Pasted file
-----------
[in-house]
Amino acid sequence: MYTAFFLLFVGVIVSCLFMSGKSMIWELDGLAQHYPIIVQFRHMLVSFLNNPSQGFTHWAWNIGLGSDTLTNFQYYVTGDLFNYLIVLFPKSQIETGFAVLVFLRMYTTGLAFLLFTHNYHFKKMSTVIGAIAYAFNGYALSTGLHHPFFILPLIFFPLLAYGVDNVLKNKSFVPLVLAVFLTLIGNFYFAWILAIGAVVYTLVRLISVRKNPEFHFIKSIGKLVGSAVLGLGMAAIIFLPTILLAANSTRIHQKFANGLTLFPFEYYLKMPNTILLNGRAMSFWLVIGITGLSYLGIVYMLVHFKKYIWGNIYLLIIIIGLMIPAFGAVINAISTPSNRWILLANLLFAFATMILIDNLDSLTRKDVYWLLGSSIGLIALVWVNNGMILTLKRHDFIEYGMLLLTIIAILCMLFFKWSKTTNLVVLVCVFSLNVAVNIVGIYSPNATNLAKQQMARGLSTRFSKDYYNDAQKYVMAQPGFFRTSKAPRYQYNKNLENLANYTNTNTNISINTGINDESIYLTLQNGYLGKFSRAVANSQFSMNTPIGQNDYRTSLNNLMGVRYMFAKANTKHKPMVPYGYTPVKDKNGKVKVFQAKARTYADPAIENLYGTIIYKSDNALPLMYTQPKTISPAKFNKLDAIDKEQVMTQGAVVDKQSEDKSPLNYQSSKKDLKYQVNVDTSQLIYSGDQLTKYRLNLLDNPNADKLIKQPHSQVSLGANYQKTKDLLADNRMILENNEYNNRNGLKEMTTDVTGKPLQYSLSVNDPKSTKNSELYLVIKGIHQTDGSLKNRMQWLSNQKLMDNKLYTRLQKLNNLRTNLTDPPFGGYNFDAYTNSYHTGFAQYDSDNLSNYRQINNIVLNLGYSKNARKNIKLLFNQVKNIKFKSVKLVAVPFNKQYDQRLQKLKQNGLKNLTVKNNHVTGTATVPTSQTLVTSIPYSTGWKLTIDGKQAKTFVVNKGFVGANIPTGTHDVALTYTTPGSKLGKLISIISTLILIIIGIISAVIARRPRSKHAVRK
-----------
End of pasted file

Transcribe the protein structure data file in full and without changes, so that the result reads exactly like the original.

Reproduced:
[in-house]
Amino acid sequence: MYTAFFLLFVGVIVSCLFMSGKSMIWELDGLAQHYPIIVQFRHMLVSFLNNPSQGFTHWAWNIGLGSDTLTNFQYYVTGDLFNYLIVLFPKSQIETGFAVLVFLRMYTTGLAFLLFTHNYHFKKMSTVIGAIAYAFNGYALSTGLHHPFFILPLIFFPLLAYGVDNVLKNKSFVPLVLAVFLTLIGNFYFAWILAIGAVVYTLVRLISVRKNPEFHFIKSIGKLVGSAVLGLGMAAIIFLPTILLAANSTRIHQKFANGLTLFPFEYYLKMPNTILLNGRAMSFWLVIGITGLSYLGIVYMLVHFKKYIWGNIYLLIIIIGLMIPAFGAVINAISTPSNRWILLANLLFAFATMILIDNLDSLTRKDVYWLLGSSIGLIALVWVNNGMILTLKRHDFIEYGMLLLTIIAILCMLFFKWSKTTNLVVLVCVFSLNVAVNIVGIYSPNATNLAKQQMARGLSTRFSKDYYNDAQKYVMAQPGFFRTSKAPRYQYNKNLENLANYTNTNTNISINTGINDESIYLTLQNGYLGKFSRAVANSQFSMNTPIGQNDYRTSLNNLMGVRYMFAKANTKHKPMVPYGYTPVKDKNGKVKVFQAKARTYADPAIENLYGTIIYKSDNALPLMYTQPKTISPAKFNKLDAIDKEQVMTQGAVVDKQSEDKSPLNYQSSKKDLKYQVNVDTSQLIYSGDQLTKYRLNLLDNPNADKLIKQPHSQVSLGANYQKTKDLLADNRMILENNEYNNRNGLKEMTTDVTGKPLQYSLSVNDPKSTKNSELYLVIKGIHQTDGSLKNRMQWLSNQKLMDNKLYTRLQKLNNLRTNLTDPPFGGYNFDAYTNSYHTGFAQYDSDNLSNYRQINNIVLNLGYSKNARKNIKLLFNQVKNIKFKSVKLVAVPFNKQYDQRLQKLKQNGLKNLTVKNNHVTGTATVPTSQTLVTSIPYSTGWKLTIDGKQAKTFVVNKGFVGANIPTGTHDVALTYTTPGSKLGKLISIISTLILIIIGIISAVIARRPRSKHAVRK